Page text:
Doctrines on Grant of Separation Pay

PLDT v. NLRC and Marilyn Abucay (G.R. No. L-80609, Aug. 23, 1988)

Under this doctrine, separation pay as a measure of social justice shall be allowed only if the employee is validly dismissed:

[1] for causes other than serious misconduct; or
[2] for causes that do not reflect on his moral character.

Toyota Workers [TMPCWA] v. NLRC; G.R. Nos. 158786 and 158789, Oct. 19, 2007

The Toyota doctrine has expanded the coverage of excepted cases. Thus, the commission of any of the grounds in Article 282 of the Labor Code, except analogous causes, would not merit payment of financial assistance.

In the following cases, the Toyota doctrine was applied; hence, no financial assistance was awarded because the grounds invoked are in accordance with Article 282:

Reno Foods v. Nagkakaisang Lakas (NLM)

It was maintained that labor adjudicatory officials and the Court of Appeals must demur the award of separation pay based on social justice when an employee’s dismissal is based on serious misconduct or willful disobedience; gross and habitual neglect of duty; fraud or willful breach of trust; or commission of a crime against the person of the employer or his immediate family – grounds under Article 282 of the Labor Code that sanction dismissals of employees.

Equitable PCI Bank v. Dompor, Moya v. First Solid Rubber Industries, Inc.

Unilever Philippines, Inc. v. Rivera, 

The infractions committed by the respondent constituted serious misconduct or willful disobedience resulting in loss of trust and confidence.

Central Philippines Bandag Retreaders, Inc. v. Diasnes

Quiambao v. Manila Electric Company

This case involved gross and habitual neglect of duties due to respondent’s repeated and continuous absences without prior leave and frequent tardiness.
PAL v. NLRC; G.R. No. 123294, October 20, 2010

This 2010 doctrine enunciates a reversion to PLDT doctrine’s equity and social justice exception. While the Toyota case clarified that the grant of separation pay may still be precluded even if the ground for the employee’s dismissal is not serious misconduct under Article 282(a) of the Labor Code but other just causes under the same article and/or other authorized causes provided for under the Labor Code, however, Toyota still recognized the social justice exception prescribed in PLDT v. NLRC and Abucay.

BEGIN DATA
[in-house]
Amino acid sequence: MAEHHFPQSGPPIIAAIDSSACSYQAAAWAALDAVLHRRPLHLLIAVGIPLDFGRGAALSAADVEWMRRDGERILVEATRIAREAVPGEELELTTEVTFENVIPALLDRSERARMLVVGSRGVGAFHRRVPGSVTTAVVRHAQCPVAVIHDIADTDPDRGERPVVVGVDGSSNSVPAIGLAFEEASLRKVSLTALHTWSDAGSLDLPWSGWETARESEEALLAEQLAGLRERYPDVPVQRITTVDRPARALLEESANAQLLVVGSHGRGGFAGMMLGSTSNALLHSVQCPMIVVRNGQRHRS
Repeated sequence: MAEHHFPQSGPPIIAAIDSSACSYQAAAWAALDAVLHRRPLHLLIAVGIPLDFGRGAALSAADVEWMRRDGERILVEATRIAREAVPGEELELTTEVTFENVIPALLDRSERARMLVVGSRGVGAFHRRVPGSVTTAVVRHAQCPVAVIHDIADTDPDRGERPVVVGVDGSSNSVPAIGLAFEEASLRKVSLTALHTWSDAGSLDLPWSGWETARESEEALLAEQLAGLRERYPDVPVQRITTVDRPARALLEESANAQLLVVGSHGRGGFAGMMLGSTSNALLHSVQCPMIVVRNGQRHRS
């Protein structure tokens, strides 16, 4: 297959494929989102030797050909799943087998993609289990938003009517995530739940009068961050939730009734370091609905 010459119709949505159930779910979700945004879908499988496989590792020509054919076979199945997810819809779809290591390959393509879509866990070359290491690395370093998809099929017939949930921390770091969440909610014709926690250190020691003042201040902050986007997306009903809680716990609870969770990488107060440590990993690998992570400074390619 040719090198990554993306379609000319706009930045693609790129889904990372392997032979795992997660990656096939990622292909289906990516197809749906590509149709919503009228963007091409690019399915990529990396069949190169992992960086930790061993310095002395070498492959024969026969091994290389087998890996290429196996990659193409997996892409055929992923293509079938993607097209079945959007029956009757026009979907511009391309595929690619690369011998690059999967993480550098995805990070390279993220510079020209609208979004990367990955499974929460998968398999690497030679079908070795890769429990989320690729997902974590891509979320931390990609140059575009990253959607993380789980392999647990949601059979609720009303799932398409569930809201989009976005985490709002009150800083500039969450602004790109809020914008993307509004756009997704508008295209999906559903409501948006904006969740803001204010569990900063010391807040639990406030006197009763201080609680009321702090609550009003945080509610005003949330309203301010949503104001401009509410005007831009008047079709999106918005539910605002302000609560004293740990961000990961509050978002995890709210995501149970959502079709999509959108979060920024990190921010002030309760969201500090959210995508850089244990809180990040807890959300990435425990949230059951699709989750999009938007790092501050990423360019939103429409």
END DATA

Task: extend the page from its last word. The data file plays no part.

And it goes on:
In other words, under the present jurisprudential framework, the grant of separation pay as a matter of equity to a validly dismissed employee is not contingent on whether the ground for dismissal is expressly provided under Article 282(a) but whether the ground relied upon is akinto serious misconduct or involves willful or wrongful intent on the part of the employee. Consequently, there is a need to examine in every case if the special circumstances described in PLDT are present to determine whether the validly dismissed employee is entitled to separation pay.

In the case at bar, there were uncontroverted special circumstances which justify the grant of separation pay to private respondent onequitable considerations. The transgressions imputed to private respondent have never been firmly established as deliberate and willful acts clearly directed at making petitioner lose millions of pesos. At the very most, they can only be characterized as unintentional, albeit major, lapses in professional judgment. Likewise, the same cannot be described as morally reprehensible actions. Thus, private respondent may be granted separation pay on the ground of equity which is defined as “justice outside law, being ethical rather than jural and belonging to the sphere of morals than of law. It is grounded on the precepts of conscience and not on any sanction of positive law, for equity finds no room for application where there is law.”

Solidbank v. NLRC; G.R. No. 165951, March 30, 2010

Under this 2010 doctrine, as distinguished from just cause termination, employees terminated due to authorized cause are not entitled to be paid additional separation pay by way of financial assistance.

The reason is that the employer is only required under the law to pay his employees separation pay in accordance with Article 283 of the Labor Code. That is all that the law requires. The Court should refrain from adding more than what the law requires, as the same is within the realm of the legislature.

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